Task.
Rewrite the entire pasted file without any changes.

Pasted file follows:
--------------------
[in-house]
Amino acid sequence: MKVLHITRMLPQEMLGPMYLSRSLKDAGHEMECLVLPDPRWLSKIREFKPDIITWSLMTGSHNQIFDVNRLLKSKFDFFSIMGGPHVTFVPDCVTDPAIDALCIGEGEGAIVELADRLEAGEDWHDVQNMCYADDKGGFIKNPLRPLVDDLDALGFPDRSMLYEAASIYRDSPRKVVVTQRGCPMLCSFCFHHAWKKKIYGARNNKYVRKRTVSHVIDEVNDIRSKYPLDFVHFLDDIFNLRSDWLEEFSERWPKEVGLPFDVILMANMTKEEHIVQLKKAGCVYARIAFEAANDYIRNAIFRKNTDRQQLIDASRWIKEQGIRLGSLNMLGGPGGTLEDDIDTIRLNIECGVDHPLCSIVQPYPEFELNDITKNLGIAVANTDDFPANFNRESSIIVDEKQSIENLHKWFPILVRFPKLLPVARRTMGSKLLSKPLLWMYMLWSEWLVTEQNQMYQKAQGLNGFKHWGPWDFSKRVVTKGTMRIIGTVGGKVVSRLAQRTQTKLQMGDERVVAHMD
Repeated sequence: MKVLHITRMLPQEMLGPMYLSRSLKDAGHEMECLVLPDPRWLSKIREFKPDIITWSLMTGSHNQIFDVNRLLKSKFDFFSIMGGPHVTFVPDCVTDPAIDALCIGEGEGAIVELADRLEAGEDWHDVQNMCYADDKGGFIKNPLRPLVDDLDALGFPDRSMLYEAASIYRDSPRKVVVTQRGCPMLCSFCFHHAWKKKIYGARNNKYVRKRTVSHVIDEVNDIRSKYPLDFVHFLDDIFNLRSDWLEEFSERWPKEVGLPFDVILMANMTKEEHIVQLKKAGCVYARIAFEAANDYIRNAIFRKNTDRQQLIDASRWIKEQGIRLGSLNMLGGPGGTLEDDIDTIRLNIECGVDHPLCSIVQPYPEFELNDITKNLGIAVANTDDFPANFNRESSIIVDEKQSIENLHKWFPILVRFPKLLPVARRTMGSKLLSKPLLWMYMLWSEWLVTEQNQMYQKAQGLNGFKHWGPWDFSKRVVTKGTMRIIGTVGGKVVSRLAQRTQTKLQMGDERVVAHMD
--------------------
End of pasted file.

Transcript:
[in-house]
Amino acid sequence: MKVLHITRMLPQEMLGPMYLSRSLKDAGHEMECLVLPDPRWLSKIREFKPDIITWSLMTGSHNQIFDVNRLLKSKFDFFSIMGGPHVTFVPDCVTDPAIDALCIGEGEGAIVELADRLEAGEDWHDVQNMCYADDKGGFIKNPLRPLVDDLDALGFPDRSMLYEAASIYRDSPRKVVVTQRGCPMLCSFCFHHAWKKKIYGARNNKYVRKRTVSHVIDEVNDIRSKYPLDFVHFLDDIFNLRSDWLEEFSERWPKEVGLPFDVILMANMTKEEHIVQLKKAGCVYARIAFEAANDYIRNAIFRKNTDRQQLIDASRWIKEQGIRLGSLNMLGGPGGTLEDDIDTIRLNIECGVDHPLCSIVQPYPEFELNDITKNLGIAVANTDDFPANFNRESSIIVDEKQSIENLHKWFPILVRFPKLLPVARRTMGSKLLSKPLLWMYMLWSEWLVTEQNQMYQKAQGLNGFKHWGPWDFSKRVVTKGTMRIIGTVGGKVVSRLAQRTQTKLQMGDERVVAHMD
Repeated sequence: MKVLHITRMLPQEMLGPMYLSRSLKDAGHEMECLVLPDPRWLSKIREFKPDIITWSLMTGSHNQIFDVNRLLKSKFDFFSIMGGPHVTFVPDCVTDPAIDALCIGEGEGAIVELADRLEAGEDWHDVQNMCYADDKGGFIKNPLRPLVDDLDALGFPDRSMLYEAASIYRDSPRKVVVTQRGCPMLCSFCFHHAWKKKIYGARNNKYVRKRTVSHVIDEVNDIRSKYPLDFVHFLDDIFNLRSDWLEEFSERWPKEVGLPFDVILMANMTKEEHIVQLKKAGCVYARIAFEAANDYIRNAIFRKNTDRQQLIDASRWIKEQGIRLGSLNMLGGPGGTLEDDIDTIRLNIECGVDHPLCSIVQPYPEFELNDITKNLGIAVANTDDFPANFNRESSIIVDEKQSIENLHKWFPILVRFPKLLPVARRTMGSKLLSKPLLWMYMLWSEWLVTEQNQMYQKAQGLNGFKHWGPWDFSKRVVTKGTMRIIGTVGGKVVSRLAQRTQTKLQMGDERVVAHMD